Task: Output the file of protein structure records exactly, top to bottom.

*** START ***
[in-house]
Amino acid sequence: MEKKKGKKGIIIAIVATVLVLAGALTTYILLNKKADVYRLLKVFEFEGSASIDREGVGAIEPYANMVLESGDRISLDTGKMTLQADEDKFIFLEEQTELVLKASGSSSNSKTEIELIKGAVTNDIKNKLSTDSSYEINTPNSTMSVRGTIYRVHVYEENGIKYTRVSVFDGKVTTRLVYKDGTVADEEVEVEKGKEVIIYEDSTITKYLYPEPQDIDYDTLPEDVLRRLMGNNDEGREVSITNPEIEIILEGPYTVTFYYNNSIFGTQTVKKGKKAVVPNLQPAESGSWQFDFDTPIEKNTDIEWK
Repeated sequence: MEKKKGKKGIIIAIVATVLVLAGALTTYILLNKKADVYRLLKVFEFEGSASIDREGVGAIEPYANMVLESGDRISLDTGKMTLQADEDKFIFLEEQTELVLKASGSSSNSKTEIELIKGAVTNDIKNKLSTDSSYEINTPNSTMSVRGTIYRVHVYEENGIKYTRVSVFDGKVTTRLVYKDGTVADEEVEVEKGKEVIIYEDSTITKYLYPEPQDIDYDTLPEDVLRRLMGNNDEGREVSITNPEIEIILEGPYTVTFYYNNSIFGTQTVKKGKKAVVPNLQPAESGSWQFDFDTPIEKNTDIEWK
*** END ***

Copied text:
[in-house]
Amino acid sequence: MEKKKGKKGIIIAIVATVLVLAGALTTYILLNKKADVYRLLKVFEFEGSASIDREGVGAIEPYANMVLESGDRISLDTGKMTLQADEDKFIFLEEQTELVLKASGSSSNSKTEIELIKGAVTNDIKNKLSTDSSYEINTPNSTMSVRGTIYRVHVYEENGIKYTRVSVFDGKVTTRLVYKDGTVADEEVEVEKGKEVIIYEDSTITKYLYPEPQDIDYDTLPEDVLRRLMGNNDEGREVSITNPEIEIILEGPYTVTFYYNNSIFGTQTVKKGKKAVVPNLQPAESGSWQFDFDTPIEKNTDIEWK
Repeated sequence: MEKKKGKKGIIIAIVATVLVLAGALTTYILLNKKADVYRLLKVFEFEGSASIDREGVGAIEPYANMVLESGDRISLDTGKMTLQADEDKFIFLEEQTELVLKASGSSSNSKTEIELIKGAVTNDIKNKLSTDSSYEINTPNSTMSVRGTIYRVHVYEENGIKYTRVSVFDGKVTTRLVYKDGTVADEEVEVEKGKEVIIYEDSTITKYLYPEPQDIDYDTLPEDVLRRLMGNNDEGREVSITNPEIEIILEGPYTVTFYYNNSIFGTQTVKKGKKAVVPNLQPAESGSWQFDFDTPIEKNTDIEWK